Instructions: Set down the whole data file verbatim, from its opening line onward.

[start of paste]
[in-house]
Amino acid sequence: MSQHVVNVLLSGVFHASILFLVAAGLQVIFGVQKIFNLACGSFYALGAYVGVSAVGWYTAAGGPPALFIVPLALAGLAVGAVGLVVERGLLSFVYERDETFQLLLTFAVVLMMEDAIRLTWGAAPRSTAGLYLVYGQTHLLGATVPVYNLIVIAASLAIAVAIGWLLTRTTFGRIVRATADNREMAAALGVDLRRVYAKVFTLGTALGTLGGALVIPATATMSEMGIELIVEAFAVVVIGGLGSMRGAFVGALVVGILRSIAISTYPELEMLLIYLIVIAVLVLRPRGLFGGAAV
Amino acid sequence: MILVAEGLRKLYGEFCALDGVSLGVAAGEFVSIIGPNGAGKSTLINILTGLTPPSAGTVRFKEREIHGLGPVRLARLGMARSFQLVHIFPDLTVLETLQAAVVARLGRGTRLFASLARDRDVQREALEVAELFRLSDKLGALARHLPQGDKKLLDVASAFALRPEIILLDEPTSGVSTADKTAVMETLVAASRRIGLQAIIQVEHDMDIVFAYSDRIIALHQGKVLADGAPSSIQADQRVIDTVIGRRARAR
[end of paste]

[in-house]
Amino acid sequence: MSQHVVNVLLSGVFHASILFLVAAGLQVIFGVQKIFNLACGSFYALGAYVGVSAVGWYTAAGGPPALFIVPLALAGLAVGAVGLVVERGLLSFVYERDETFQLLLTFAVVLMMEDAIRLTWGAAPRSTAGLYLVYGQTHLLGATVPVYNLIVIAASLAIAVAIGWLLTRTTFGRIVRATADNREMAAALGVDLRRVYAKVFTLGTALGTLGGALVIPATATMSEMGIELIVEAFAVVVIGGLGSMRGAFVGALVVGILRSIAISTYPELEMLLIYLIVIAVLVLRPRGLFGGAAV
Amino acid sequence: MILVAEGLRKLYGEFCALDGVSLGVAAGEFVSIIGPNGAGKSTLINILTGLTPPSAGTVRFKEREIHGLGPVRLARLGMARSFQLVHIFPDLTVLETLQAAVVARLGRGTRLFASLARDRDVQREALEVAELFRLSDKLGALARHLPQGDKKLLDVASAFALRPEIILLDEPTSGVSTADKTAVMETLVAASRRIGLQAIIQVEHDMDIVFAYSDRIIALHQGKVLADGAPSSIQADQRVIDTVIGRRARAR